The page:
Already the virulence of the fascist virus dormant in every body politic in the West has disclosed its potency in the surprisingly robust Trump/Cruz run to become the Republican candidate in the next American presidential election.
Perhaps, the most important dimension of this 21st century pattern of warfare, especially as it is playing out in the Middle East, is the will and capacity of violent extremists to extend the battlefield to those perceived to be their enemies, and to rely on acutely alienated Europeans and North Americans to undertake the suicidal bloody tasks.
The British Independent struck the right note in its commentary, Read the rest of this entry »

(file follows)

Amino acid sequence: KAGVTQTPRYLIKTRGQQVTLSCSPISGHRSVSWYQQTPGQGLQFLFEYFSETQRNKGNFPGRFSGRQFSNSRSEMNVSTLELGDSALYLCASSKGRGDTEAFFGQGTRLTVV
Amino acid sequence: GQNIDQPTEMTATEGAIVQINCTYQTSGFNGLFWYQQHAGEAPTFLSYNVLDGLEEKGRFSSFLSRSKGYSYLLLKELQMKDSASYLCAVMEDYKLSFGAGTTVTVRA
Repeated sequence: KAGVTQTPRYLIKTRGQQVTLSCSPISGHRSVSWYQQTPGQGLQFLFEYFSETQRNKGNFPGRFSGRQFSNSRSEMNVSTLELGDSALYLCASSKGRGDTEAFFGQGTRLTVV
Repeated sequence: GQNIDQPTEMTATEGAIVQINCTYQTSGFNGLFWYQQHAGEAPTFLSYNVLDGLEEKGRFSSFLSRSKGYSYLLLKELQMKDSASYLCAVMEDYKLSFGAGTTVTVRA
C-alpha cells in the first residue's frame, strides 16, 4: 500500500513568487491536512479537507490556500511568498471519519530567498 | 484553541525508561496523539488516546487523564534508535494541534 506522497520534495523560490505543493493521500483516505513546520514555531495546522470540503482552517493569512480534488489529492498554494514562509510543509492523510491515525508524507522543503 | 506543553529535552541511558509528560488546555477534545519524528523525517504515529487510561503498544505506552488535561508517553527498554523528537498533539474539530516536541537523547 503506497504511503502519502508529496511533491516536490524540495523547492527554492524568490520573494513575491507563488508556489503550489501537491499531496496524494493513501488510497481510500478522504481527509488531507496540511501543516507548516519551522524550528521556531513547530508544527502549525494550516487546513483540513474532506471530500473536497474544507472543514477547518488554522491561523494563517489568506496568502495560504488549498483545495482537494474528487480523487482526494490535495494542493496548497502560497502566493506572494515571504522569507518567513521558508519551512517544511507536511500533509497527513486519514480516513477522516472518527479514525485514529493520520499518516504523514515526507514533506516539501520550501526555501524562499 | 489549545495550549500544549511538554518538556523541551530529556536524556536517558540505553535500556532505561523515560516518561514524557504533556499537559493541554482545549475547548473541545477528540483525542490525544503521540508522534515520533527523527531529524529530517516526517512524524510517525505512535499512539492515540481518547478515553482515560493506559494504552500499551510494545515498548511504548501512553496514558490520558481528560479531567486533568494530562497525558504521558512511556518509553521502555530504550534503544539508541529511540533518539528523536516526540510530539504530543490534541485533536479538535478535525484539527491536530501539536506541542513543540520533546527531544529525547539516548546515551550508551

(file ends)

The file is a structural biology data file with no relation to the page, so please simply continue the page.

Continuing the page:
By Farhang Jahanpour
Since the latest Iranian elections held on 26th February 2016 for the 290-seat parliament (Majles) and the 88-member Assembly of Experts there have been many negative comments about the election results from the usual suspects.
Some people who are fundamentally hostile to Iran, criticize everything that Iran does, regardless of outcome. When the leading Iranian reformist candidate Mohammad Khatami won a landslide election in 1997 and initiated a series of important reforms at home and advocated a dialog of civilizations and even made a remarkable offer to the United States to reach a grand bargain over all the issues of contention, some pro-Israeli groups dismissed him, saying that he had no power.
However, when President Mahmud Ahmadinezhad made a number of outrageous comments, not only were his statements taken out of context and exaggerated, it was said that he posed an existential threat to Israel and the West.